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New Telkom Kenya owner Helios eyes real estate

From left: Telkom Kenya chief technical and information officer John Barorot, chief executive officer Aldo Mareuse and head of mobile business division Amer Atwi during a media  briefing in Nairobi on June 14, 2016. PHOTO | SALATON  NJAU
From left: Telkom Kenya chief technical and information officer John Barorot, chief executive officer Aldo Mareuse and head of mobile business division Amer Atwi during a media briefing in Nairobi on June 14, 2016. PHOTO | SALATON NJAU  

Helios Investment Partners, the new majority shareholder of Telkom Kenya, has set up a real estate division to tap into the telecom company’s Sh13 billion prime property holdings, the new chief executive said Tuesday.

Aldo Mareuse said Telkom Kenya will appoint a head for its newly-created real estate unit, signalling the company’s focus on the division as a major revenue earner.

Mr Aldo unveiled the reorganised business structure that includes the real estate,  mobile and fixed telephone units.

Telkom’s vast real estate wealth is estimated at Sh13 billion, according to a valuation report Orange had prepared ahead of failed negotiations to sell the stake to Nigerian investors in 2015.

Under the reorganised business structure, George Kebasso, the company’s chief carrier services officer, has been appointed the head of wholesale division while Amer Atwi, joins the company as head of mobile division.

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Prior to the appointment, Mr Atwi was the managing director Comium, a mobile telecoms operator in Gambia.

“The company has reorganised its structure in four business divisions, mobile, fixed, wholesale and real estate. The heads of fixed, real estate business divisions will be named in the due course,” Mr Aldo said during his maiden media briefing Tuesday. Francois Bresson, the company’s chief finance officer, has been retained in his position.

John Barorot, a former Safaricom chief technical officer, joins the firm as chief technical and information officer.

A Telkom Kenya valuation shows that the firm has 335 properties priced at Sh9.4 billion. The majority of the pieces of land have buildings that host telephone switches, repeaters or microwaves.

The Investors Information report separately lists Telkom as owning 39.1 hectares of land and real estate properties along Nairobi’s Ngong Road with 11 residential buildings, a sports club and offices all valued at approximately Sh4 billion.

Mr Aldo Tuesday declined to provide any information regarding the Helios business strategy and as such the Business Daily could not exactly establish how the newly created real estate division will operate.

“I will disappoint you today in that I am not giving any information regarding our business strategy. One, because we are not listed and secondly, because of the competitive nature of the sector,” said Mr Aldo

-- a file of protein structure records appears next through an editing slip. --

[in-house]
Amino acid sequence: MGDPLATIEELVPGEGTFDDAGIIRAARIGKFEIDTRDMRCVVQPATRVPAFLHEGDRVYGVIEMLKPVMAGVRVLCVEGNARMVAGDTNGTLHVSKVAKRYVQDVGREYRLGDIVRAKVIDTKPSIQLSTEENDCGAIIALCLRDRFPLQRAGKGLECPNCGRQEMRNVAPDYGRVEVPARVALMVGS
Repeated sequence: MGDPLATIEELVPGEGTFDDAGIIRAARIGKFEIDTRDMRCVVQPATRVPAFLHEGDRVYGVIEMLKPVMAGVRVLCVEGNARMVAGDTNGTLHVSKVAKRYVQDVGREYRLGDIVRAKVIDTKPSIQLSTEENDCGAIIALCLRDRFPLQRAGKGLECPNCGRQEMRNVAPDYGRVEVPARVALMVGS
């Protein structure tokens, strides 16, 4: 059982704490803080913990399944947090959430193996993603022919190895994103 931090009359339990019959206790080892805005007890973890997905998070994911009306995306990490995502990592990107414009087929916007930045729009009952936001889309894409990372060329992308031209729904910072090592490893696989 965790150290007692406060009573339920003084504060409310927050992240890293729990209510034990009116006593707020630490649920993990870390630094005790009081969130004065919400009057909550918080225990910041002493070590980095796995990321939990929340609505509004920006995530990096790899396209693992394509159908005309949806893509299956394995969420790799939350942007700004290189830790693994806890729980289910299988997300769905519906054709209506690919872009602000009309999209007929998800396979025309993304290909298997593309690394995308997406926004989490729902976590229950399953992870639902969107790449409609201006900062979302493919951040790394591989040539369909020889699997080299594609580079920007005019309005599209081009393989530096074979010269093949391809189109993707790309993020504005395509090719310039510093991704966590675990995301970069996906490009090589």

“Telkom Kenya’s long heritage in the telecommunications sector positions the company well to tap into the emerging opportunities brought about by the technological and market changes in the sector.”

The setting up of the real estate division is in line with early analysts’ predictions that had said the potential investors were eyeing Telkom Kenya mainly for two key reasons - the real estate properties and the frequencies.

Telkom owns a 23 per cent stake in TEAMs, a 5,000-kilometre undersea fibre optic cable that links Kenya to the global internet superhighway through Fujairah in the UAE.

The company, which was sold to French firm Orange in 2007 at Sh27 billion, also has a 10 per cent stake in another undersea optic cable, LION2, a 2,700-kilometre cable that connects Kenya to the global network through Mayotte in Mauritius, and an eight per cent stake in the East Africa Submarine System cable.

Telkom operates 3G, CDMA, GSM and Wimax frequencies that are critical to the rollout of the increasingly important data services as the voice market continues to shrink.

Telkom also manages the National Optic Fibre Backbone (Nofbi), an inland fibre optic cable network that runs across the district/county on behalf of the government. Under the contract, Telkom earns Sh250 million in annual maintenance fees.

The elaborate infrastructure has, however, not translated to market-share advantage for Telkom that still trails its competitors in the retail voice and data market.

On Friday, Helios and the Government of Kenya inked the buyout deal. Under the deal, Helios owns 60 per cent while the government owns 40 per cent.

Also under the agreement, Helios Investment Partners will provide a shareholders loan of Sh30 billion to the telecommunication company – of which the Treasury will , once the Telkom Kenya starts making money , receive a repayment for the shareholders loan to the tune of Sh12 billion-equivalent to its 40 per cent stake in the company. 

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